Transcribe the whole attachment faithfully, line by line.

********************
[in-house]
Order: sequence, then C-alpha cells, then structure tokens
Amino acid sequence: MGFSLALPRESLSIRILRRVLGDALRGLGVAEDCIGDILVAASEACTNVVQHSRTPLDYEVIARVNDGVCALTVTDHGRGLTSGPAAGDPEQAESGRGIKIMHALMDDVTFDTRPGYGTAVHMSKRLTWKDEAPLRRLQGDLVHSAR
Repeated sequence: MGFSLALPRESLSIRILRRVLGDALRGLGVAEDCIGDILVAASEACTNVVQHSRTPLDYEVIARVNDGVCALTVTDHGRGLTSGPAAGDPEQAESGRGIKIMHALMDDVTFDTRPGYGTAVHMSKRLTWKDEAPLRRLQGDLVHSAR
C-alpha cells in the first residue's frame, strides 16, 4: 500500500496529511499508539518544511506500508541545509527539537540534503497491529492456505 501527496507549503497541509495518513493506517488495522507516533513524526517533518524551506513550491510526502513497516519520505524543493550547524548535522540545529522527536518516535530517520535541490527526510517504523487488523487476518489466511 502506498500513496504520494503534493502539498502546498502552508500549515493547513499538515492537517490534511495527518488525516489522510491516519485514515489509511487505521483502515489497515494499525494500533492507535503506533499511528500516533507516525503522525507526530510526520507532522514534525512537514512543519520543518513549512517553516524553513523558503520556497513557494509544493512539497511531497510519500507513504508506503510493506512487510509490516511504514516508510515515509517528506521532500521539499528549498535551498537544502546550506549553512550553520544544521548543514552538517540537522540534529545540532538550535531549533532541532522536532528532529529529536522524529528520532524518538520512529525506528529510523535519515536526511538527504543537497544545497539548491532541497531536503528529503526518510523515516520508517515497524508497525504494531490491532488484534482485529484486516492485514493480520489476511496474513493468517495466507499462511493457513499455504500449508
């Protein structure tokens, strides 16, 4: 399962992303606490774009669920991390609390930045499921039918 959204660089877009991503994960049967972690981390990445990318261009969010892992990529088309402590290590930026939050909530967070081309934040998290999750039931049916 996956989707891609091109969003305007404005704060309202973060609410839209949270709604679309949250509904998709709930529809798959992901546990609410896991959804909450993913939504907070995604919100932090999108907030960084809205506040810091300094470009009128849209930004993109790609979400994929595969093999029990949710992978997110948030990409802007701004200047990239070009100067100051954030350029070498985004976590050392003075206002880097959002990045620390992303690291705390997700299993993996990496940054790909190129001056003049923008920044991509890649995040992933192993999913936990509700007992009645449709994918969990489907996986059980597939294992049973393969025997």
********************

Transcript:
[in-house]
Order: sequence, then C-alpha cells, then structure tokens
Amino acid sequence: MGFSLALPRESLSIRILRRVLGDALRGLGVAEDCIGDILVAASEACTNVVQHSRTPLDYEVIARVNDGVCALTVTDHGRGLTSGPAAGDPEQAESGRGIKIMHALMDDVTFDTRPGYGTAVHMSKRLTWKDEAPLRRLQGDLVHSAR
Repeated sequence: MGFSLALPRESLSIRILRRVLGDALRGLGVAEDCIGDILVAASEACTNVVQHSRTPLDYEVIARVNDGVCALTVTDHGRGLTSGPAAGDPEQAESGRGIKIMHALMDDVTFDTRPGYGTAVHMSKRLTWKDEAPLRRLQGDLVHSAR
C-alpha cells in the first residue's frame, strides 16, 4: 500500500496529511499508539518544511506500508541545509527539537540534503497491529492456505 501527496507549503497541509495518513493506517488495522507516533513524526517533518524551506513550491510526502513497516519520505524543493550547524548535522540545529522527536518516535530517520535541490527526510517504523487488523487476518489466511 502506498500513496504520494503534493502539498502546498502552508500549515493547513499538515492537517490534511495527518488525516489522510491516519485514515489509511487505521483502515489497515494499525494500533492507535503506533499511528500516533507516525503522525507526530510526520507532522514534525512537514512543519520543518513549512517553516524553513523558503520556497513557494509544493512539497511531497510519500507513504508506503510493506512487510509490516511504514516508510515515509517528506521532500521539499528549498535551498537544502546550506549553512550553520544544521548543514552538517540537522540534529545540532538550535531549533532541532522536532528532529529529536522524529528520532524518538520512529525506528529510523535519515536526511538527504543537497544545497539548491532541497531536503528529503526518510523515516520508517515497524508497525504494531490491532488484534482485529484486516492485514493480520489476511496474513493468517495466507499462511493457513499455504500449508
């Protein structure tokens, strides 16, 4: 399962992303606490774009669920991390609390930045499921039918 959204660089877009991503994960049967972690981390990445990318261009969010892992990529088309402590290590930026939050909530967070081309934040998290999750039931049916 996956989707891609091109969003305007404005704060309202973060609410839209949270709604679309949250509904998709709930529809798959992901546990609410896991959804909450993913939504907070995604919100932090999108907030960084809205506040810091300094470009009128849209930004993109790609979400994929595969093999029990949710992978997110948030990409802007701004200047990239070009100067100051954030350029070498985004976590050392003075206002880097959002990045620390992303690291705390997700299993993996990496940054790909190129001056003049923008920044991509890649995040992933192993999913936990509700007992009645449709994918969990489907996986059980597939294992049973393969025997």